I dropped by to thank you for your book, which dropped on my door mat this morning, ‘Complete Screenwriting Course’ I have had it in my hands a mere two hours but have already devoured half of it!
    I feel like Im ready to tear Michael Bay a new one ( as they say in Hollywood)
    thank you for an amazing piece of inspirational work, If I knew as much about screenwriting as you do I wouldn’t share it with my Mother let alone the world. You are an amazing individual and I promise to give you a deal in on my first commissioned Scrips :-)
    kindly
    Mark.

    • Charles Harris said:

      October 17, 2014 at 6:31 pm

      Mark, thank you very much. A great review to receive on publication day!

      If you want to help spread the word, please feel free to leave a review on Amazon, as that does help others decide whether the book’s right for them. And I look forward to that commission!

  4. Ben Mcconley said:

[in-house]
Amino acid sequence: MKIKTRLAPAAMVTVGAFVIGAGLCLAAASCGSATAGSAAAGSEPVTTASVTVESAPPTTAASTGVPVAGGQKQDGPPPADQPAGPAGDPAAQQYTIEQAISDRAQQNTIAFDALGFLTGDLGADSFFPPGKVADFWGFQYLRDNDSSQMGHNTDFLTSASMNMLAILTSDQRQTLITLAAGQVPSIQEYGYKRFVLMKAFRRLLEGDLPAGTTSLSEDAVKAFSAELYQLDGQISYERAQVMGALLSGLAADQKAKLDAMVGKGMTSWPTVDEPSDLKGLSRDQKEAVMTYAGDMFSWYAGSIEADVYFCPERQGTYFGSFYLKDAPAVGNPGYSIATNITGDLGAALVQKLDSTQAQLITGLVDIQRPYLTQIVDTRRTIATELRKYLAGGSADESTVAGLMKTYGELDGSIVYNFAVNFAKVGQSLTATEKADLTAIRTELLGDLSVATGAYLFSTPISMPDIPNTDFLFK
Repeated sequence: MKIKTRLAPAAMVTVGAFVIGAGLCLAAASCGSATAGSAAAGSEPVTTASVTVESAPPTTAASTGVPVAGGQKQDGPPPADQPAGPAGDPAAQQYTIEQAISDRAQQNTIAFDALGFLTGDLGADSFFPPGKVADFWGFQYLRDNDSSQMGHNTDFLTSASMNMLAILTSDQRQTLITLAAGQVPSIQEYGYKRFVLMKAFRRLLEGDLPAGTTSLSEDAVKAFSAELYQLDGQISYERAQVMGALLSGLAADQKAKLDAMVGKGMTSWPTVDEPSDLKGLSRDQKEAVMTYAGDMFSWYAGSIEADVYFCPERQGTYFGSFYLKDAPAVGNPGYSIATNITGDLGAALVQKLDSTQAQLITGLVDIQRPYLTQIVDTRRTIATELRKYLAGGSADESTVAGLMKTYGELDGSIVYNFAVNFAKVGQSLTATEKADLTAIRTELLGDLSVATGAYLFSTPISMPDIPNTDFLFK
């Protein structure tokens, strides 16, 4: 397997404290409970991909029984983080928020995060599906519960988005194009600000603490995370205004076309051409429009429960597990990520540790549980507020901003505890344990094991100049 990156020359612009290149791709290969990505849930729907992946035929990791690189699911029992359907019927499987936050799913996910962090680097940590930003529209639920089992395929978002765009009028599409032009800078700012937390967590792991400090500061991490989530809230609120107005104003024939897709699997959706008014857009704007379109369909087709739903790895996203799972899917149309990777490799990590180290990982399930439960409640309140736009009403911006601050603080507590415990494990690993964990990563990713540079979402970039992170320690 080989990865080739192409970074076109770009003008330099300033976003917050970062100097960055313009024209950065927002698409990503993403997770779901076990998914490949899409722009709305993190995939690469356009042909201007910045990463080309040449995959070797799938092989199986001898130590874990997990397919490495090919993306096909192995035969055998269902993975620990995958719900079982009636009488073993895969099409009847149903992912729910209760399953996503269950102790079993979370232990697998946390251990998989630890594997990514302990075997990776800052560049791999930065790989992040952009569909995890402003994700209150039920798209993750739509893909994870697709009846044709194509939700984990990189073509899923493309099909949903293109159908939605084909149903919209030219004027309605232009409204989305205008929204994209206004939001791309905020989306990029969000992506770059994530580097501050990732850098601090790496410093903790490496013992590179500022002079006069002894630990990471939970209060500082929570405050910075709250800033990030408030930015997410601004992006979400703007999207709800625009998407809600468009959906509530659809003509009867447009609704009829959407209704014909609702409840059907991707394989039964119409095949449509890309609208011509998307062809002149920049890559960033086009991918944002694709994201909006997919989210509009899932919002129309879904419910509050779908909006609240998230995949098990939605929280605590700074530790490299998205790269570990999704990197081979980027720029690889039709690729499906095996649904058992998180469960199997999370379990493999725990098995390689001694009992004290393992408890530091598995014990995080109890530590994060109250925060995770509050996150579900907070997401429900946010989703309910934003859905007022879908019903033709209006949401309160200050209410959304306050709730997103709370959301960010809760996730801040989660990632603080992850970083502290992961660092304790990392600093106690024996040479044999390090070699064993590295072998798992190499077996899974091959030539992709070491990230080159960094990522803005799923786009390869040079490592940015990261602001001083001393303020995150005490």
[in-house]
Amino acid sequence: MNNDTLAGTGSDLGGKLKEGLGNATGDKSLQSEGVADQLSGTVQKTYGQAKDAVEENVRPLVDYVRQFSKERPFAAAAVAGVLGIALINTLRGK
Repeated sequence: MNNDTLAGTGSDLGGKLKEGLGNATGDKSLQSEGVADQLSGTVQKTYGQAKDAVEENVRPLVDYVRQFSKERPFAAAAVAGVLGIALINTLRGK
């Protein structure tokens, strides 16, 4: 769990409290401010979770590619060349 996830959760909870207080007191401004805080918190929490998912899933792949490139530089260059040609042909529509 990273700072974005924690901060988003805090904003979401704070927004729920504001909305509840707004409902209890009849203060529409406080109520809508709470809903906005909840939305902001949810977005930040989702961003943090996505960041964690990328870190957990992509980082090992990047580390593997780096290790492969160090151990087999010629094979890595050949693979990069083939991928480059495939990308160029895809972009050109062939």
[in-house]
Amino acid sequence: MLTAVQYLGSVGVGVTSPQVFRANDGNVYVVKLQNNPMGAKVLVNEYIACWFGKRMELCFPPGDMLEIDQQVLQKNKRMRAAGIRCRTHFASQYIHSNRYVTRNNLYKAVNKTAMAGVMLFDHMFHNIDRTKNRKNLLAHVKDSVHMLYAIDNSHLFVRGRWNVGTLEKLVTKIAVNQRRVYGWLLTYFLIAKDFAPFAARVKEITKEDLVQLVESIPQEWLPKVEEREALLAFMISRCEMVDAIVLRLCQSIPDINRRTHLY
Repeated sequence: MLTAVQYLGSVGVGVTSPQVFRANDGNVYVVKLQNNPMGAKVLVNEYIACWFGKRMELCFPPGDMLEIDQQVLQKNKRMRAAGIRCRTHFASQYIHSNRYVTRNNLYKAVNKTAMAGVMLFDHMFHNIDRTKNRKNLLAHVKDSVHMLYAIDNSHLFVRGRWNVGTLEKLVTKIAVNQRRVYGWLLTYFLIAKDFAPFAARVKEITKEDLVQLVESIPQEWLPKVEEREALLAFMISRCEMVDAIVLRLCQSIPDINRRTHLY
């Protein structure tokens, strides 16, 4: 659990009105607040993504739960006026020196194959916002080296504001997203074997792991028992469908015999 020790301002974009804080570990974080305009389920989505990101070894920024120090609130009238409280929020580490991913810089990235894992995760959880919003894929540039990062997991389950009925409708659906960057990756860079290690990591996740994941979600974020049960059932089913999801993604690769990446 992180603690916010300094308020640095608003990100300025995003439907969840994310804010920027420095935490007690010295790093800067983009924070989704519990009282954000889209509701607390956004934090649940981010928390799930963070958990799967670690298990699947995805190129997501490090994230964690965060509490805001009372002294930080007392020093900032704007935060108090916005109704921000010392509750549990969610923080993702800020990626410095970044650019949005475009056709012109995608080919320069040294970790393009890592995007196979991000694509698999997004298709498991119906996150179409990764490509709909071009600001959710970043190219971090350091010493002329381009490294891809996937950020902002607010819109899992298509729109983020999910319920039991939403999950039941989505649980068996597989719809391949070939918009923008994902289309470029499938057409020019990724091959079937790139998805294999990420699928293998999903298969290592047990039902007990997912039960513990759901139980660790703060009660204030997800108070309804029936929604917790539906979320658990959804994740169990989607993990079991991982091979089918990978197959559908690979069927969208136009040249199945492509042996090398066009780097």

May 13, 2015 at 10:41 am

    Get your head in the game.New writers will typically take a crash course in screenwriting, tear through a book by Chris Vogler or Syd Field and bang out their first feature as fast as humanly possible. There is absolutely nothing improper about that – it’s a great way to start – so long as the writer is prepared for another five years of it.Start small and get feedbacks.Give only your best.

    Ben@McCONELY

    • Charles Harris said:

      May 13, 2015 at 12:00 pm

      Hi Ben

      I totally agree. And not just new writers! We all keep forgetting how much sheer hard work is involved. Truffaut put it best when he compared film-making to taking a stage-coach ride in the Wild West: you start off hoping you have a good journey and end up just hoping you get there alive! Applies just as much to writing too.

      And your last remarks are on the button too: get feedback and give your best. Nicely put.